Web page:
Still on Edo election – Vanguard News


THE return of President Muhammadu Buhari to Nigeria and the fact that he is alive, contrary to fatalistic speculation that hung in the air while he was away in the United Kingdom,  gave relief to his party men and supporters all over the country, for diverse reasons. In Edo State, rumour has it to the effect that the uncomfortable revelations at the ongoing Edo Governorship Election Petition Tribunal whereby it has become clear that INEC advertently or inadvertently conducted the 2016 Edo State Governorship Election with gross violation of the Electoral Act 2010 (as amended), made the APC feel helpless in the absence of the President whom the party believe would not mind intervening to save the only state under their control in the South South geo political zone.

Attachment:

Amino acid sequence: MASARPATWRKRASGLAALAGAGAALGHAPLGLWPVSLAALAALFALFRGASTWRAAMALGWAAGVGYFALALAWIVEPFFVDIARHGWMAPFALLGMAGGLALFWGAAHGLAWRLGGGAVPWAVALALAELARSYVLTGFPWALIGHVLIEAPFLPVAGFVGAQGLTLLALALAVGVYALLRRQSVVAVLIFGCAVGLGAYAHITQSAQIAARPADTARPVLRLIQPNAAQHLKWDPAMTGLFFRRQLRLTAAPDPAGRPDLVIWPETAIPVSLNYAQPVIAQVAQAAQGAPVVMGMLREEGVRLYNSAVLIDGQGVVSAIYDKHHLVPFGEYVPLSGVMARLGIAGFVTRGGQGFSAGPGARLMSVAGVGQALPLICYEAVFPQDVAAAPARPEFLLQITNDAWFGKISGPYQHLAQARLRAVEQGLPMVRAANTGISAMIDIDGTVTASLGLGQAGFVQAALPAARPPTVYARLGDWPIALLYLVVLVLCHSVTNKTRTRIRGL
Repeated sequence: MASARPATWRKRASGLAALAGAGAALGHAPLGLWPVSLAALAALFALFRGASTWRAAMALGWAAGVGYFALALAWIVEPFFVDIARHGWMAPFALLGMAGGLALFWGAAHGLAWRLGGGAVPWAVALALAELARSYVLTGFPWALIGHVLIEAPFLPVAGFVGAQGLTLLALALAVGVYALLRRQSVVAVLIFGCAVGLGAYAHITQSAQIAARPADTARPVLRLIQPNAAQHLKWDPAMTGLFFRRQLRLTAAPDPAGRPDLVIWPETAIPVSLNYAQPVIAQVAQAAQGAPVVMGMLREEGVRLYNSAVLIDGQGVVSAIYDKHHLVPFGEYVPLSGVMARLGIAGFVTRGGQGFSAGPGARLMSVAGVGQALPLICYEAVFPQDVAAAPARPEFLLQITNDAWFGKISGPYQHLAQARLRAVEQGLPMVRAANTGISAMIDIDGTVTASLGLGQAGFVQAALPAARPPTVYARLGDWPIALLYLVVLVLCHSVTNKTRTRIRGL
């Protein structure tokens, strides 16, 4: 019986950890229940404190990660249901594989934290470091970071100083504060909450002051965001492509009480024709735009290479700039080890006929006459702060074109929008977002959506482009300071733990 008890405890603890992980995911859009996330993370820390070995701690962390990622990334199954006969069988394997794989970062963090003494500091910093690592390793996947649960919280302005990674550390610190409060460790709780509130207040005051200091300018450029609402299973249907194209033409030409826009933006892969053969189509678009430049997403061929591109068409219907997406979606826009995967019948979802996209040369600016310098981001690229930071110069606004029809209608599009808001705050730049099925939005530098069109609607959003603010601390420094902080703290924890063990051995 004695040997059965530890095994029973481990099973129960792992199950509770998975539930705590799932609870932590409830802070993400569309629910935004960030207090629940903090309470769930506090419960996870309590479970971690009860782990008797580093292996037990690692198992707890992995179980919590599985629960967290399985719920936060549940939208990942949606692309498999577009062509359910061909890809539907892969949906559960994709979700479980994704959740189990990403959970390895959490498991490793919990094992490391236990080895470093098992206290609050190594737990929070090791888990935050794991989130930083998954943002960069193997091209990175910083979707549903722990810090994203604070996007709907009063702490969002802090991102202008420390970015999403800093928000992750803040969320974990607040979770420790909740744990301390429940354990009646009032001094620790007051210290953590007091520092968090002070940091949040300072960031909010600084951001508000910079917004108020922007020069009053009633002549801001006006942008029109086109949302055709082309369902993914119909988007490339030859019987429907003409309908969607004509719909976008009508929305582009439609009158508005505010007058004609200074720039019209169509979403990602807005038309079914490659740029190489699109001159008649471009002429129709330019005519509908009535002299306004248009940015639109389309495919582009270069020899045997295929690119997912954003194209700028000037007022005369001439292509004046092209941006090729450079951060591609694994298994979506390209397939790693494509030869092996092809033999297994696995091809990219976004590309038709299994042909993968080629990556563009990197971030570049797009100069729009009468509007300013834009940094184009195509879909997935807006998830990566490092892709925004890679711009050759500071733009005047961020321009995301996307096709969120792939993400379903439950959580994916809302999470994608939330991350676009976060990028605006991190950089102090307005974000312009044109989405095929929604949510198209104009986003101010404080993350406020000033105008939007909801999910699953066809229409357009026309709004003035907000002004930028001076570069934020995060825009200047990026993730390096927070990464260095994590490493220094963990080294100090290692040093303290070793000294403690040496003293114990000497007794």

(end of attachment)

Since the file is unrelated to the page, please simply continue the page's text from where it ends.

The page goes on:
APC members at the grassroots boast all over town that the worst that can happen is for the Tribunal to reach a verdict nullifying the election and ordering a rerun. They hinge their confidence in the fact that the APC is in control and would not watch to see Edo slip out of their hands. Reminded that in 2008 when APC, then AC, came to power in Edo through the decision of the court, the common reply is that the then ruling PDP did not know the use of power.

This sentiment by the APC in Edo, in spite of the reported sanitizing reforms going on in the judiciary, which is seen to be championed by President Buhari, throws up some questions begging for answers.